Big Things Aren’t Just Bigger Versions of Small Things

I’ve been working on a product that’s grown from 5 developers in 2013 to 400 developers today. Our product complexity and customer numbers have grown similarly.

I’m lucky and thankful to have been on a team whose hard work has paid off so much. But I’m also frustrated to watch my beloved code stretched beyond its capacity and become a liability! Our monolithic service used to be majestic but now it’s big and slow.

I wonder about what we could have done differently; to better anticipate growth and to better design for it. But in exploring this I’ve realized that growth is discontinuous. I’d like to explain this with an analogy to restaurants...

From Neighbourhood Café to Starbucks

Suppose I’m going to launch a small café. I source coffee beans & baked goods from the grocery store and farmer’s market. I hire friends & acquaintances. It’s a difficult business to run because as owner/operator I need to do everything: hiring, accounting, scheduling, facilities, marketing, and of course barista-ing! But the processes are straightforward: because I’m the only one in charge, I make all the decisions and don’t need many meetings.

Business is good and I decide to launch more cafés across town. Then more across the province, and within a decade I’m thinking about opening a location across the border. This business is not like the original café. There’s a centralized facility for roasting coffee beans. There’s a comprehensive hiring process and an HR team. There’s a shift-scheduling system and an IT team to manage it. There’s property managers, marketers, and a barista trainers.

In the ramp up from single-location café to international franchise, there’s necessary discontinuities. When do we hire the first sysadmin? The first CTO?

From Tech Demo to Critical Infrastructure

We can make the same comparison between a hackathon app and the industry leading ecosystem that it aspires to grow into. The big system needs stuff that the small system doesn’t.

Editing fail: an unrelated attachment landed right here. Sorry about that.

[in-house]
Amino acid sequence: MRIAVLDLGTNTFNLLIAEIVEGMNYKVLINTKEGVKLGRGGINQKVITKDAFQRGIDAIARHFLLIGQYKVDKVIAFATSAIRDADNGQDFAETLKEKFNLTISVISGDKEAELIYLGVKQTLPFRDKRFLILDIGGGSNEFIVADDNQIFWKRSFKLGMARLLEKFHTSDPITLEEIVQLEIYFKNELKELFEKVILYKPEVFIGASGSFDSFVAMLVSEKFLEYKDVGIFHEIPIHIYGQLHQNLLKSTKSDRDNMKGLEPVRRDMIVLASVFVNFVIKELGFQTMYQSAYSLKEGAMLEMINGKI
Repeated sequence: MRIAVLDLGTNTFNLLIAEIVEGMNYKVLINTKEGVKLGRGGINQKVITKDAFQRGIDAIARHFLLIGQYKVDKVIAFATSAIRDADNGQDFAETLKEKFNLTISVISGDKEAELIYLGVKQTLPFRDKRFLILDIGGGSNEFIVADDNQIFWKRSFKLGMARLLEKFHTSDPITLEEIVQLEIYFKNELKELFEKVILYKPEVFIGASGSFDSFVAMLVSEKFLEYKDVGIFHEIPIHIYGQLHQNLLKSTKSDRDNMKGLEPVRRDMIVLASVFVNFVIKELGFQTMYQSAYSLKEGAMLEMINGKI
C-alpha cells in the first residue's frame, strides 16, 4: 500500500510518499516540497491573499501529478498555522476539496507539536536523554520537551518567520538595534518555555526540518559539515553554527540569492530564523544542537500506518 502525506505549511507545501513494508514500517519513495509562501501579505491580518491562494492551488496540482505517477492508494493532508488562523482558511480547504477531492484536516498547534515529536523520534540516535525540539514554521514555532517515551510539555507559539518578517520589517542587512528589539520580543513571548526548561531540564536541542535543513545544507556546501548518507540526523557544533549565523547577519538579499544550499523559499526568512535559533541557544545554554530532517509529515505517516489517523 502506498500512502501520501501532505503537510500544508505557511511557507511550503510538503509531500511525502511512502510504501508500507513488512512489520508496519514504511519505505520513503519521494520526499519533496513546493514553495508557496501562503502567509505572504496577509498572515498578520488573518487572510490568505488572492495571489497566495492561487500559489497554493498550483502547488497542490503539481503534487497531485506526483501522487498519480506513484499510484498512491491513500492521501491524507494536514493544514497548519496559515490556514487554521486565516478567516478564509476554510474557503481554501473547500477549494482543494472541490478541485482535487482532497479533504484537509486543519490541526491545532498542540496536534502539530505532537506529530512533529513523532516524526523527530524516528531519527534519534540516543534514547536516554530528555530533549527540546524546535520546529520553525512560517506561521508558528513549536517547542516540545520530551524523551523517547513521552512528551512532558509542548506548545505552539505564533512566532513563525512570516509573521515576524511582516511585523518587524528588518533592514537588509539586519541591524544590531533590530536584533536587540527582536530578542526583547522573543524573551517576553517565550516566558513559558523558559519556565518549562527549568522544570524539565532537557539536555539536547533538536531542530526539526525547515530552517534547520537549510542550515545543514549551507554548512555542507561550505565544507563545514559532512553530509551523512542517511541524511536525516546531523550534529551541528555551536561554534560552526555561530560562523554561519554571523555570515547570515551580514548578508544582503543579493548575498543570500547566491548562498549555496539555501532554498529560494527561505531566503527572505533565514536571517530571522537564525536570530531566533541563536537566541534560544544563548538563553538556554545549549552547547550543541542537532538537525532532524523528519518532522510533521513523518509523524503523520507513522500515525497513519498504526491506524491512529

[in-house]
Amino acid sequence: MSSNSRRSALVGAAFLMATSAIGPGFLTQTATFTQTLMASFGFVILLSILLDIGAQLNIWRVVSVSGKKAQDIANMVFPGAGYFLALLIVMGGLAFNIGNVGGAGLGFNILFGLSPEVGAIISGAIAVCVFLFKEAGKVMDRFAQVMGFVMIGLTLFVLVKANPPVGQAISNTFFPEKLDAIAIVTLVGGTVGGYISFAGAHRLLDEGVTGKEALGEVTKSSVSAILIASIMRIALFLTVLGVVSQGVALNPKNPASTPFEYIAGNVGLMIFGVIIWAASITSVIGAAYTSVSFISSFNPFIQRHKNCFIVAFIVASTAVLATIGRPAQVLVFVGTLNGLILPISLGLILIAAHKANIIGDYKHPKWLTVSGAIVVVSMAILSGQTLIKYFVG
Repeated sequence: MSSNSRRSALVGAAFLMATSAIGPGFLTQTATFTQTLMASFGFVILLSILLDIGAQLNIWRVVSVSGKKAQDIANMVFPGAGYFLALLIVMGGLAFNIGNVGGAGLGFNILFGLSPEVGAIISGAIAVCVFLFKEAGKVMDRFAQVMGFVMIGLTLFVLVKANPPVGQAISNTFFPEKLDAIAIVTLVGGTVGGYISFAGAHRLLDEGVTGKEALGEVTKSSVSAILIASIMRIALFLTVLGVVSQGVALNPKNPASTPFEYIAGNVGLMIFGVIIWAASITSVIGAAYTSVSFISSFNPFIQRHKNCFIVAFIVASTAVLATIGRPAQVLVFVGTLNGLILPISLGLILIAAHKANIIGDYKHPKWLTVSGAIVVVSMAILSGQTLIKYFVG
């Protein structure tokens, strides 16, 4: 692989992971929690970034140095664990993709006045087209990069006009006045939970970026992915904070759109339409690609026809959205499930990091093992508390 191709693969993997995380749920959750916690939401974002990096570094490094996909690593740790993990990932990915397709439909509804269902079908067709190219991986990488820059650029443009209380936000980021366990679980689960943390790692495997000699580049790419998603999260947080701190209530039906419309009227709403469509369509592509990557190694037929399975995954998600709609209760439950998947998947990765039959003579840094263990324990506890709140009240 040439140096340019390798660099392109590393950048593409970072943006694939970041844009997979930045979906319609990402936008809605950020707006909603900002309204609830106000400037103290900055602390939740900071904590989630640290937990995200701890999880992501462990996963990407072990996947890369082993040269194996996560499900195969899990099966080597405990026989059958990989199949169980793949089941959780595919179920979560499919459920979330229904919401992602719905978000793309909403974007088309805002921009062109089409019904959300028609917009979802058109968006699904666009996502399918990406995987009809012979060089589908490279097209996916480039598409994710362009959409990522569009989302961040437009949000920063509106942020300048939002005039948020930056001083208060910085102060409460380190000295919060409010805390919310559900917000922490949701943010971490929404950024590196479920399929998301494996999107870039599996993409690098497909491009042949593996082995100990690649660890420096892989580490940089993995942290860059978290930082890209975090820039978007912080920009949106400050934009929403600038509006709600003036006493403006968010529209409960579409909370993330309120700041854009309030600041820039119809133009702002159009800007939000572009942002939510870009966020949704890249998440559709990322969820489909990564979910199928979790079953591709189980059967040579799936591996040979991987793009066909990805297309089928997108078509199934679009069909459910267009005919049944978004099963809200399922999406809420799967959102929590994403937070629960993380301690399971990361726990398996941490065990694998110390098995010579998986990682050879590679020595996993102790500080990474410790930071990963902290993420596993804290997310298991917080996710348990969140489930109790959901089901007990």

A small system can centralize all of its data in a single SQL database. Big systems need to duplicate data across different SQL and K/V databases to accommodate for different availability needs, use cases, access patterns, and permission requirements.

A small system can tolerate total failure. If you deploy bad code, the whole system can go dark and that’s okay. Big systems need to isolate failures and recover gracefully.

A small system can have unsophisticated security. Maybe admins can connect to the production database and run queries? But big systems need to defend against untrustworthy employees. They need granular permissions groups, role management, audit logs, and policies to help set them.

Scaling Systems

In the early days of my product we’d occasionally need to make a technical decision that had consequences on long term growth. Here’s a fictional but representative discussion:

‘Each Aurora DB can store up to 128 terabytes of data. So if we store 4 megabytes per customer, we’ll be out of space at 33 million customers...’

‘Wouldn’t that be a nice problem to have!’

It turns out we were kind of right.